NASA’s Juno spacecraft has just revealed a wealth of new information about our Solar System’s biggest resident, Jupiter, and it’s now clear that everything we thought we knew about the gas giant may have been wrong. The first observations were made when the spacecraft dipped closer to the tops of the clouds covering the planets’ surface and passed over the poles.
“What we’ve learned so far is Earth-shattering. Or should I say, Jupiter-shattering,” Juno’s principal investigator at the South Research Institute, Scott Bolton, said in a press release. “Discoveries about its composition, magnetosphere, and poles are as stunning as the photographs the mission is generating.”
At the planets’ poles, there are massive, oval-shaped cyclones, completely different from the polar regions observed on Saturn. Some of these cyclones were observed to be so enormous that they approached widths of 1,400 kilometers (900 miles), making them 10 times larger than the most massive cyclones seen on Earth. These storms also soar so high that they were observed leaving Jupiter’s atmosphere, extending almost 100 kilometers (62 miles) high.
The entire gaseous planet is enveloped by a powerful magnetic field, and solar winds cause the magnetosphere itself to expand and contract. Passing through the field, the spacecraft detected odd sounds. Jupiter is also home to strange northern lights totally different from those here on Earth.
Perhaps the strangest surprise was revealed beneath the planets’ clouds, where Juno measured the atmospheres’ thermal structure. The probe sent microwaves into the deep atmosphere and detected gigantic weather systems created by ammonia plumes emanating from the equator—a wider version of Earth’s own trade winds.
Juno explored the Jovian magnetic field — the Solar System’s largest object — in the second study. Although researchers knew the field was massive, they were surprised to learn that it is actually twice as powerful as predicted with previous models, 10 times more powerful than Earth’s, and far more uneven and dynamic than before believed. And, while Earth’s magnetic field originates from its core, Jupiter’s varied, patchy magnetosphere may originate closer to its surface.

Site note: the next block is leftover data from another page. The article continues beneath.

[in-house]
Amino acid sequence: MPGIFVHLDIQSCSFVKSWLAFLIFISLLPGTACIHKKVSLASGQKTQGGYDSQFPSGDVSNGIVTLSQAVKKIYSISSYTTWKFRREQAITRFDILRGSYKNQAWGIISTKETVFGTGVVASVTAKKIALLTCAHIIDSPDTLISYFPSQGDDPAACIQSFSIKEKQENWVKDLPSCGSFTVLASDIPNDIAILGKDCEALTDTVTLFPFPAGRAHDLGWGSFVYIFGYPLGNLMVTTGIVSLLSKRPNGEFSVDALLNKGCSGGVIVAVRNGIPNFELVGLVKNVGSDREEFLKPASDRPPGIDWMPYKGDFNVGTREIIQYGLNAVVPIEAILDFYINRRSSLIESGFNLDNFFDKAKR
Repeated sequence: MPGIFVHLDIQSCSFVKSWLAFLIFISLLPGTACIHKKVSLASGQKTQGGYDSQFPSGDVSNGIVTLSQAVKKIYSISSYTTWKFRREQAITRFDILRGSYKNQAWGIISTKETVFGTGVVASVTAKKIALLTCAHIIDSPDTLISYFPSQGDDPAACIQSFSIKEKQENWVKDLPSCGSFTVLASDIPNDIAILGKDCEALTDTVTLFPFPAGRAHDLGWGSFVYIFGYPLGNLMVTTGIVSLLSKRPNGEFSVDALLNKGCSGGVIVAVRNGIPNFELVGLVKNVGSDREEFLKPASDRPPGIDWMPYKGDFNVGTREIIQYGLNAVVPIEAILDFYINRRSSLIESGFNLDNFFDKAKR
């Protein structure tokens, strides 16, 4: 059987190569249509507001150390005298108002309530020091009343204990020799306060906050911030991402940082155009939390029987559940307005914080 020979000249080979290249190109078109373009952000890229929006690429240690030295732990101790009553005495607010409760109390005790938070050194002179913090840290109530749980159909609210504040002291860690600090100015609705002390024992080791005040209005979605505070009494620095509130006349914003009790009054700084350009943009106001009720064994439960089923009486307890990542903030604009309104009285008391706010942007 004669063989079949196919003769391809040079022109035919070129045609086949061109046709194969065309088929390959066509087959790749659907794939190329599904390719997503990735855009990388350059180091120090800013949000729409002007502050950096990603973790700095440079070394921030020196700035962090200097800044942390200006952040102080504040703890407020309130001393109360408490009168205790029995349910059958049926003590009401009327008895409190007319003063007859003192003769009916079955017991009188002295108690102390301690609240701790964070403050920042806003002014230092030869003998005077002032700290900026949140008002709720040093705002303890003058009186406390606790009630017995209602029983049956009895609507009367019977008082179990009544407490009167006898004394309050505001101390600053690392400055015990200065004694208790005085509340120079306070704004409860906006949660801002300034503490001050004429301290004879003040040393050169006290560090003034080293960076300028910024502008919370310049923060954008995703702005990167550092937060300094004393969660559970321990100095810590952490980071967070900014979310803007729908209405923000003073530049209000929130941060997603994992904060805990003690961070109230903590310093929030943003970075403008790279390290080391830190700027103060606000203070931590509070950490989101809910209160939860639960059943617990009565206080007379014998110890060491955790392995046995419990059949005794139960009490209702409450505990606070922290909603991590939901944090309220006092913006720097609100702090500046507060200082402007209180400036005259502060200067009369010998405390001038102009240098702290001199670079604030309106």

The real purpose of the Juno mission has been to learn more about how the planets in our Solar System formed. This, in turn, can allow us to better understand how all planets form, and better comprehend the nature of the Universe. The craft is doing this by mapping the gas giant in detail and gathering data on the atmosphere, magnetic field, and inner structure of the massive planet.
Earth and Jupiter’s different magnetospheres produce vastly different bow shock experiences as spacecraft pass through the magnetic fields. In fact, while passing through Earth’s magnetic field is a uniform experience, passing through Jupiter’s changes, depends on whether the magnetosphere is expanding or contracting in response to solar winds. Differences in the auroral emissions of the two planets are also striking.
Jupiter has more to tell us, and Juno is on the case. It has thus far completed only 5 of 33 planned flyby investigations, so we can expect more strange revelations. Next up, on July 11, Juno will pass over the Great Red Spot, and hopefully tell us more about the most famous storm in the Solar System — and perhaps about our Universe’s origins as well.